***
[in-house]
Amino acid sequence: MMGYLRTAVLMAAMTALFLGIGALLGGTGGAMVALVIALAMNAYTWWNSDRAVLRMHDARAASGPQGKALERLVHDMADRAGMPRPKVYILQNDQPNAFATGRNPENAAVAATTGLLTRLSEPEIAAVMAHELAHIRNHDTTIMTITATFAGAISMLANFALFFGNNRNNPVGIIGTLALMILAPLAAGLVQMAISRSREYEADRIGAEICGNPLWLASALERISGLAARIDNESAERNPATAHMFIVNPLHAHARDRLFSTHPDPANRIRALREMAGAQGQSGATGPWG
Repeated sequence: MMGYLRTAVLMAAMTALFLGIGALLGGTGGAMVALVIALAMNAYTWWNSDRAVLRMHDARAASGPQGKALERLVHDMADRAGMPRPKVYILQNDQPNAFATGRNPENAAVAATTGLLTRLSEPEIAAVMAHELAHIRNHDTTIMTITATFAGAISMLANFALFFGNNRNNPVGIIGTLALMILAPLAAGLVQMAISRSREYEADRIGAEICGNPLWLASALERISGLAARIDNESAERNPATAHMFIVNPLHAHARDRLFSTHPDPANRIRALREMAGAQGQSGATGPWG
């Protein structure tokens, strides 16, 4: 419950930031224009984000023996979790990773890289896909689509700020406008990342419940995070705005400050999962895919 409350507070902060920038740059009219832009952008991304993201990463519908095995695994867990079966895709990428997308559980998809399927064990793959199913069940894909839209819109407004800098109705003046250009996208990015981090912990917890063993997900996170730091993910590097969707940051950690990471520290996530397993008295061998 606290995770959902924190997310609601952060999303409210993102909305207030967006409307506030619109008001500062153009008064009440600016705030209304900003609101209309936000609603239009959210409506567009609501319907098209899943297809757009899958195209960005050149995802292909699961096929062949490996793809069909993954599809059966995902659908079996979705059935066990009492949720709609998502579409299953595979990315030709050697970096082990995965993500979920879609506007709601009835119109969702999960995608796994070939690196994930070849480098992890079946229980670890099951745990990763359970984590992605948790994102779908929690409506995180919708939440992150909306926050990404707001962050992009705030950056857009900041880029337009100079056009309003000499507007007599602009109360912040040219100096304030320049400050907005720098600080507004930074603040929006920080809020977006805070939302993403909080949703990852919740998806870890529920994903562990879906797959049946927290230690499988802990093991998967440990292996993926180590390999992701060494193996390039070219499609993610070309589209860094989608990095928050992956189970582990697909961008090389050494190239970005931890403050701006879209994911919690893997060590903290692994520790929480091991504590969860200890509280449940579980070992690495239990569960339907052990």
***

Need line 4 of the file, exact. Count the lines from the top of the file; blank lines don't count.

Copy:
């Protein structure tokens, strides 16, 4: 419950930031224009984000023996979790990773890289896909689509700020406008990342419940995070705005400050999962895919 409350507070902060920038740059009219832009952008991304993201990463519908095995695994867990079966895709990428997308559980998809399927064990793959199913069940894909839209819109407004800098109705003046250009996208990015981090912990917890063993997900996170730091993910590097969707940051950690990471520290996530397993008295061998 606290995770959902924190997310609601952060999303409210993102909305207030967006409307506030619109008001500062153009008064009440600016705030209304900003609101209309936000609603239009959210409506567009609501319907098209899943297809757009899958195209960005050149995802292909699961096929062949490996793809069909993954599809059966995902659908079996979705059935066990009492949720709609998502579409299953595979990315030709050697970096082990995965993500979920879609506007709601009835119109969702999960995608796994070939690196994930070849480098992890079946229980670890099951745990990763359970984590992605948790994102779908929690409506995180919708939440992150909306926050990404707001962050992009705030950056857009900041880029337009100079056009309003000499507007007599602009109360912040040219100096304030320049400050907005720098600080507004930074603040929006920080809020977006805070939302993403909080949703990852919740998806870890529920994903562990879906797959049946927290230690499988802990093991998967440990292996993926180590390999992701060494193996390039070219499609993610070309589209860094989608990095928050992956189970582990697909961008090389050494190239970005931890403050701006879209994911919690893997060590903290692994520790929480091991504590969860200890509280449940579980070992690495239990569960339907052990």